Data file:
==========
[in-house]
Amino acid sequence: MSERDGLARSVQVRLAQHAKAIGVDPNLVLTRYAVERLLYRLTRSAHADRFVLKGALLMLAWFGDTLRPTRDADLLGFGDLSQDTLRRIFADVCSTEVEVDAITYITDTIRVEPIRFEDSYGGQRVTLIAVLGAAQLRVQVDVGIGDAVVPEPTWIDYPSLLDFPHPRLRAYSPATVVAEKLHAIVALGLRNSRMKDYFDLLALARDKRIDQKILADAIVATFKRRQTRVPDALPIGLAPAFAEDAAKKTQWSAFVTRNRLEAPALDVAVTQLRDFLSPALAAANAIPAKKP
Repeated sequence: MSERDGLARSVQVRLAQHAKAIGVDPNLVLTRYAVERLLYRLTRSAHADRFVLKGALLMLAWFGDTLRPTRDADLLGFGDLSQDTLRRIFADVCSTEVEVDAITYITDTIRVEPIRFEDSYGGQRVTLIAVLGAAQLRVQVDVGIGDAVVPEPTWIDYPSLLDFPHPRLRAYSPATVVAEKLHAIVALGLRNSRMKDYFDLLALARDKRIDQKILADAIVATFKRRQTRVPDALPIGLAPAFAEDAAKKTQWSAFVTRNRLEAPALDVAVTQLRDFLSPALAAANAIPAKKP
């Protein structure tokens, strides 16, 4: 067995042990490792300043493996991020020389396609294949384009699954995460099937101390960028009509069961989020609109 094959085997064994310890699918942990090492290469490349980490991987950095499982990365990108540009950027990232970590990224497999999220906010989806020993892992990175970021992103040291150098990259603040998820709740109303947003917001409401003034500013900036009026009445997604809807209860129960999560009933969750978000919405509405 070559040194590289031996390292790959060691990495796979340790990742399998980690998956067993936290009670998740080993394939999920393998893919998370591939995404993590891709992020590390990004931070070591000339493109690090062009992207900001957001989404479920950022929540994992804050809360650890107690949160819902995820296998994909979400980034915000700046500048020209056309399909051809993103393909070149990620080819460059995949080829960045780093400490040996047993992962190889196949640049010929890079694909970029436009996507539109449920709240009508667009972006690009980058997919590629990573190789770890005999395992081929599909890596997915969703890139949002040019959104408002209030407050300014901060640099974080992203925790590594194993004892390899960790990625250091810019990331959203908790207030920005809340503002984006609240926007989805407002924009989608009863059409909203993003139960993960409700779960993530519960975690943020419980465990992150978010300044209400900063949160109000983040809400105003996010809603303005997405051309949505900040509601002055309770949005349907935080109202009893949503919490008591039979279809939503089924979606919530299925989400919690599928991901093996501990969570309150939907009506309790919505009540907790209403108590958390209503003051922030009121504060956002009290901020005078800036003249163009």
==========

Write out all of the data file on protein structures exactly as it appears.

[in-house]
Amino acid sequence: MSERDGLARSVQVRLAQHAKAIGVDPNLVLTRYAVERLLYRLTRSAHADRFVLKGALLMLAWFGDTLRPTRDADLLGFGDLSQDTLRRIFADVCSTEVEVDAITYITDTIRVEPIRFEDSYGGQRVTLIAVLGAAQLRVQVDVGIGDAVVPEPTWIDYPSLLDFPHPRLRAYSPATVVAEKLHAIVALGLRNSRMKDYFDLLALARDKRIDQKILADAIVATFKRRQTRVPDALPIGLAPAFAEDAAKKTQWSAFVTRNRLEAPALDVAVTQLRDFLSPALAAANAIPAKKP
Repeated sequence: MSERDGLARSVQVRLAQHAKAIGVDPNLVLTRYAVERLLYRLTRSAHADRFVLKGALLMLAWFGDTLRPTRDADLLGFGDLSQDTLRRIFADVCSTEVEVDAITYITDTIRVEPIRFEDSYGGQRVTLIAVLGAAQLRVQVDVGIGDAVVPEPTWIDYPSLLDFPHPRLRAYSPATVVAEKLHAIVALGLRNSRMKDYFDLLALARDKRIDQKILADAIVATFKRRQTRVPDALPIGLAPAFAEDAAKKTQWSAFVTRNRLEAPALDVAVTQLRDFLSPALAAANAIPAKKP
């Protein structure tokens, strides 16, 4: 067995042990490792300043493996991020020389396609294949384009699954995460099937101390960028009509069961989020609109 094959085997064994310890699918942990090492290469490349980490991987950095499982990365990108540009950027990232970590990224497999999220906010989806020993892992990175970021992103040291150098990259603040998820709740109303947003917001409401003034500013900036009026009445997604809807209860129960999560009933969750978000919405509405 070559040194590289031996390292790959060691990495796979340790990742399998980690998956067993936290009670998740080993394939999920393998893919998370591939995404993590891709992020590390990004931070070591000339493109690090062009992207900001957001989404479920950022929540994992804050809360650890107690949160819902995820296998994909979400980034915000700046500048020209056309399909051809993103393909070149990620080819460059995949080829960045780093400490040996047993992962190889196949640049010929890079694909970029436009996507539109449920709240009508667009972006690009980058997919590629990573190789770890005999395992081929599909890596997915969703890139949002040019959104408002209030407050300014901060640099974080992203925790590594194993004892390899960790990625250091810019990331959203908790207030920005809340503002984006609240926007989805407002924009989608009863059409909203993003139960993960409700779960993530519960975690943020419980465990992150978010300044209400900063949160109000983040809400105003996010809603303005997405051309949505900040509601002055309770949005349907935080109202009893949503919490008591039979279809939503089924979606919530299925989400919690599928991901093996501990969570309150939907009506309790919505009540907790209403108590958390209503003051922030009121504060956002009290901020005078800036003249163009």